I recently had an offer accepted on my first home. What an amazing feeling.
But that amazing feeling was soon robbed by stress once I began the process of confirming the sale with the estate agent, getting a mortgage and instructing a solicitor. A joyful occasion very quickly turns into a huge headache.
Finding affordable businesses that you want to work with and will do a good job is one thing. But then comes the frustration of paperwork. And much to my dismay, almost every business I interacted with asked me to email my passport, driving licence, proof of address and other sensitive information.
Email is the low hanging fruit for cyber criminals
I'm fortunate enough to work for a company that has security at the heart of everything it does, so I'm all too aware of the dangers of sending documents over email. Unfortunately, thanks to the pandemic, many businesses pivoted to using email as their primary means of transferring information. We have likely never had more financial and identity information sitting in email inboxes. A harrowing thought for us but a perfect opportunity for cyber criminals.
4500 small-medium businesses are successfully hacked in the UK every single day*
And 91% of cyber attacks in 2020 started with an email.*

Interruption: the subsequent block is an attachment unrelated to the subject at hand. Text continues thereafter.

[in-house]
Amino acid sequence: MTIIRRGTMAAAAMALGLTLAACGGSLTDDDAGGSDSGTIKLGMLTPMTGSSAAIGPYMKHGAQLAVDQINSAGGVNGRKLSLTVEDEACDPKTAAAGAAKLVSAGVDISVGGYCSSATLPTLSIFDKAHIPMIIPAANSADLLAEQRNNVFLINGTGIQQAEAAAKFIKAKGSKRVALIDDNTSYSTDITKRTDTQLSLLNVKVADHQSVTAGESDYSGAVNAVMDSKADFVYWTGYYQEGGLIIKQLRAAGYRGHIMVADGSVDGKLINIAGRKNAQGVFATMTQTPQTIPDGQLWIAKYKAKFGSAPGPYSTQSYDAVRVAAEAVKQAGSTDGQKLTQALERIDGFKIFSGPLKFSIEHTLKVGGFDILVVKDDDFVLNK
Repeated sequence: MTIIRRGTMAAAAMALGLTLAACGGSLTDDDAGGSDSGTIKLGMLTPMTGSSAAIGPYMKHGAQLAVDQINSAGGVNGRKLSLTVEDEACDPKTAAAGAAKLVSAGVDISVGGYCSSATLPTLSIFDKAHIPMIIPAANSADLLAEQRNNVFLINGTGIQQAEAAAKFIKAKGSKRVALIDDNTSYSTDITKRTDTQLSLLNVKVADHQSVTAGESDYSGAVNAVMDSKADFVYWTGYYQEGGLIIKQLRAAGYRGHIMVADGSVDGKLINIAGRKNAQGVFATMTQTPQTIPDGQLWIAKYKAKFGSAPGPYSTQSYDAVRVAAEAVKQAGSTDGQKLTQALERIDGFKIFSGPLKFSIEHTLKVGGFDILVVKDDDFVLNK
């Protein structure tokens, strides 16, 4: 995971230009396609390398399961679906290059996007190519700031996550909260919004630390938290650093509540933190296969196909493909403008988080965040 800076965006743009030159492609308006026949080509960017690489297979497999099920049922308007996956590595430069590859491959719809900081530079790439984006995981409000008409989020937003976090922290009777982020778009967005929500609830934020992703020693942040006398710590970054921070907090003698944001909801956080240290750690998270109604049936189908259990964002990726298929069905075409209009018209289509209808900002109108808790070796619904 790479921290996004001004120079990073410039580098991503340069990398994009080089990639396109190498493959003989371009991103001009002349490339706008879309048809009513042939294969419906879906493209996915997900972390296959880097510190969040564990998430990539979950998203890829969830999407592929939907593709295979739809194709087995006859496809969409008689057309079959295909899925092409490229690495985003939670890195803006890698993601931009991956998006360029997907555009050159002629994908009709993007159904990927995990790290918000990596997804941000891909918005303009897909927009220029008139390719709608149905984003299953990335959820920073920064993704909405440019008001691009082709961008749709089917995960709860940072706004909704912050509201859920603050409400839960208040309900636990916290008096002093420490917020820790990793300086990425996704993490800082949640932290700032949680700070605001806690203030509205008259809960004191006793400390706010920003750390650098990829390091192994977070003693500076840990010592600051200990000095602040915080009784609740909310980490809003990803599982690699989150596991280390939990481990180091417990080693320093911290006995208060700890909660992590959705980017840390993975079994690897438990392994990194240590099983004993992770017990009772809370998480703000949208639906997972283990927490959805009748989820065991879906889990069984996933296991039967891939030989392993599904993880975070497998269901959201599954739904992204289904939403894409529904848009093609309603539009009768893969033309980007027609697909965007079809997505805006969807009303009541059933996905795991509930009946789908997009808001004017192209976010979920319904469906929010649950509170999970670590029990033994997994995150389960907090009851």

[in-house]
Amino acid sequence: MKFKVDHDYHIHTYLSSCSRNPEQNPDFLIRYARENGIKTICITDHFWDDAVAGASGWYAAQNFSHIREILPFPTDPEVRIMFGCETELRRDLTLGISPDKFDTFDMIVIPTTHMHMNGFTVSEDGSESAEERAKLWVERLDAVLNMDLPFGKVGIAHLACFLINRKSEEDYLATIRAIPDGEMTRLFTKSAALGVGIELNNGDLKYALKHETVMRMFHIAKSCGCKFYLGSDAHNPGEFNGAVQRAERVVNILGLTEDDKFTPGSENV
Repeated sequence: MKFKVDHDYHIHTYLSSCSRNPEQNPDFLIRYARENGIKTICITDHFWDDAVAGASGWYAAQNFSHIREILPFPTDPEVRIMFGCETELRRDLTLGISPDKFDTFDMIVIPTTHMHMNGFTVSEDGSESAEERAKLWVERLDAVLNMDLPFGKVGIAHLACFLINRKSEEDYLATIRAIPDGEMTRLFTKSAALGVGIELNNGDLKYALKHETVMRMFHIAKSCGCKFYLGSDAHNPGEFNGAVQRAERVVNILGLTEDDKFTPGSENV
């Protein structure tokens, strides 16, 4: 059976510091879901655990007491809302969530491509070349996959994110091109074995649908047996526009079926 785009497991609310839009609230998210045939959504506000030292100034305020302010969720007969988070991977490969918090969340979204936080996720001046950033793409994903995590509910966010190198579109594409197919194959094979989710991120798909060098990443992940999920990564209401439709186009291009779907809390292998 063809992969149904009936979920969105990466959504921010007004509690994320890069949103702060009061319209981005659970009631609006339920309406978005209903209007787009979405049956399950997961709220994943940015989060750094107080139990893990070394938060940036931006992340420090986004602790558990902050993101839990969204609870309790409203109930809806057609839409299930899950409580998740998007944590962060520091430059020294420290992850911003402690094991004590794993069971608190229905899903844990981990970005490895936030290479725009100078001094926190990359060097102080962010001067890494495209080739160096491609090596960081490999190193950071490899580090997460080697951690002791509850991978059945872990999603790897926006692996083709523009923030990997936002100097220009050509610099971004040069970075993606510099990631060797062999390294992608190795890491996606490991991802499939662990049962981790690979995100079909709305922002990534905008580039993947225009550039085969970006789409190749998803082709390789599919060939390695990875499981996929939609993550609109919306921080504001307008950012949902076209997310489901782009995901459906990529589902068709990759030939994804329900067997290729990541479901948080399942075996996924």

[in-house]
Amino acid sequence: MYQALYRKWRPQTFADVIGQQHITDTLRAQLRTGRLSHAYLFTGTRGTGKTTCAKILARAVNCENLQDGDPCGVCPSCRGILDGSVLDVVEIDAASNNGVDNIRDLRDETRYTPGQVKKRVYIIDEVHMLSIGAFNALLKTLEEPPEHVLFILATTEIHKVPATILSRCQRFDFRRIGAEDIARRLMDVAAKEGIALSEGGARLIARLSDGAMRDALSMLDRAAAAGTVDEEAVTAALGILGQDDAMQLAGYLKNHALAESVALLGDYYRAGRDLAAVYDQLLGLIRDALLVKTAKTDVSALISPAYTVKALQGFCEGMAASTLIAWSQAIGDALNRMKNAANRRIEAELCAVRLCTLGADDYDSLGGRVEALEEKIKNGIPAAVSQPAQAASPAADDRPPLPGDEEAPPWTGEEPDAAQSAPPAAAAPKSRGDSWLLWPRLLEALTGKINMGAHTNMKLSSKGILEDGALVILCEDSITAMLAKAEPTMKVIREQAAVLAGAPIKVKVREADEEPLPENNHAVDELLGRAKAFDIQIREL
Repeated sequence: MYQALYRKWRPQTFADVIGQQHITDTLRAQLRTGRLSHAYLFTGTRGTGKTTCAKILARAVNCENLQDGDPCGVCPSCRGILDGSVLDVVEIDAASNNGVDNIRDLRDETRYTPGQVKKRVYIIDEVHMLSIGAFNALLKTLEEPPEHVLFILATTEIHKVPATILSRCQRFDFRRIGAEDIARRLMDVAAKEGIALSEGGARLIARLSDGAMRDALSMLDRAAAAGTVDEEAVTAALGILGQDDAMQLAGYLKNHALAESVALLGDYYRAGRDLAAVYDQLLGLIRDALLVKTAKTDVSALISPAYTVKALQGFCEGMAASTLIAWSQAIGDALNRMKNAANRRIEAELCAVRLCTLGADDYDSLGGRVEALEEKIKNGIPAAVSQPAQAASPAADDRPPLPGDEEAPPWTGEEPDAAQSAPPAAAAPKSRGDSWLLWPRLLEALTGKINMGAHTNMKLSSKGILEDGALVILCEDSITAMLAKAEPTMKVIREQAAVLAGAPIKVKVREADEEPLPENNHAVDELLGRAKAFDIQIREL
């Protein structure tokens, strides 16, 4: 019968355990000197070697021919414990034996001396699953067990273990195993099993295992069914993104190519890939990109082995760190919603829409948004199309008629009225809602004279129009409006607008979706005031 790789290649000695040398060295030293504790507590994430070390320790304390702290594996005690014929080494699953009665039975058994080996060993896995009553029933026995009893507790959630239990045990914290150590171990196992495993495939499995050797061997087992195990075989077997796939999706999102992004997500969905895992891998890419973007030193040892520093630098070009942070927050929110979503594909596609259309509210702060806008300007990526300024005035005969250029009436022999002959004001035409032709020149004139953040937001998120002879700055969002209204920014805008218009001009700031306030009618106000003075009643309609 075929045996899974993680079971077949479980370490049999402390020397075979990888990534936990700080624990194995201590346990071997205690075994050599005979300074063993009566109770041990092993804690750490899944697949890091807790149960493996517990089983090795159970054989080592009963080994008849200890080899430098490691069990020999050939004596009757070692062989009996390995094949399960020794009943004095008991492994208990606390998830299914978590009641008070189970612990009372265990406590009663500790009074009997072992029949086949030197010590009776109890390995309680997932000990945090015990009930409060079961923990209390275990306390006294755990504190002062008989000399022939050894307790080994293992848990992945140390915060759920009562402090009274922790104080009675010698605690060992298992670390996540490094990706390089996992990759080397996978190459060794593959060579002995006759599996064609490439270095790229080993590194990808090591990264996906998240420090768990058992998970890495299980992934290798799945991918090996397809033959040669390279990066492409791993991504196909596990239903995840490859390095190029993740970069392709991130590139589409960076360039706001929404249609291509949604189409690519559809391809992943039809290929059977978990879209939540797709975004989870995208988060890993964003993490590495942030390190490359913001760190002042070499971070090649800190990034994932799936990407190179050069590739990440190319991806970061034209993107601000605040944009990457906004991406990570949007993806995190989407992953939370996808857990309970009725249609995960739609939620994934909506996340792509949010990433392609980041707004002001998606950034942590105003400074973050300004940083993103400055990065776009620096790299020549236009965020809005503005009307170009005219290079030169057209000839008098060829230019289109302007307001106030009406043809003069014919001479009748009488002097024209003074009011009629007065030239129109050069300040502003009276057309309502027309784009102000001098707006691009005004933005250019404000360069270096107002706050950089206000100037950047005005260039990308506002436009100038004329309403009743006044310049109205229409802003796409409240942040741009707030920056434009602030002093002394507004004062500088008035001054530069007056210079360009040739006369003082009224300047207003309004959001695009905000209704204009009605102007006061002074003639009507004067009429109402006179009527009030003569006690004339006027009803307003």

Emails are stored in clear text, making them easily readable by third parties and most email service providers do not provide end-to-end encryption. This is a recipe for disaster.
And then there's passwords. In 2020, The National Cyber Security Centre revealed that 23.2 million breached accounts were using 123456 as their password.
When a business is blindly asking me to email my passport, it doesn't give me much faith that they would use a strong password to protect their email account.
Does this business care about my data?
When I was asked to email my passport, my first thought was that they simply did not care about my data. They wanted my money but would do nothing to protect me from identity or financial theft.
Of course many businesses and the people that work for them are simply unaware of the risks. But it's time for that to change.
What can we do?
I believe consumers have a role to play in changing the way businesses operate. It's important we demand more from those we give our money to. We deserve to have our data protected and we should vote with our pounds.
There's no shortage of estate agents, solicitors and brokers and the pandemic has made it even easier to find an organisation that will take care of your data. Geography is no longer a barrier.
In my case, I refused to work with these businesses and told them the reason why. And I of course let them know that there's a great alternative they could be using that will keep my data as safe as possible.
**Barracuda spear phishing report 2020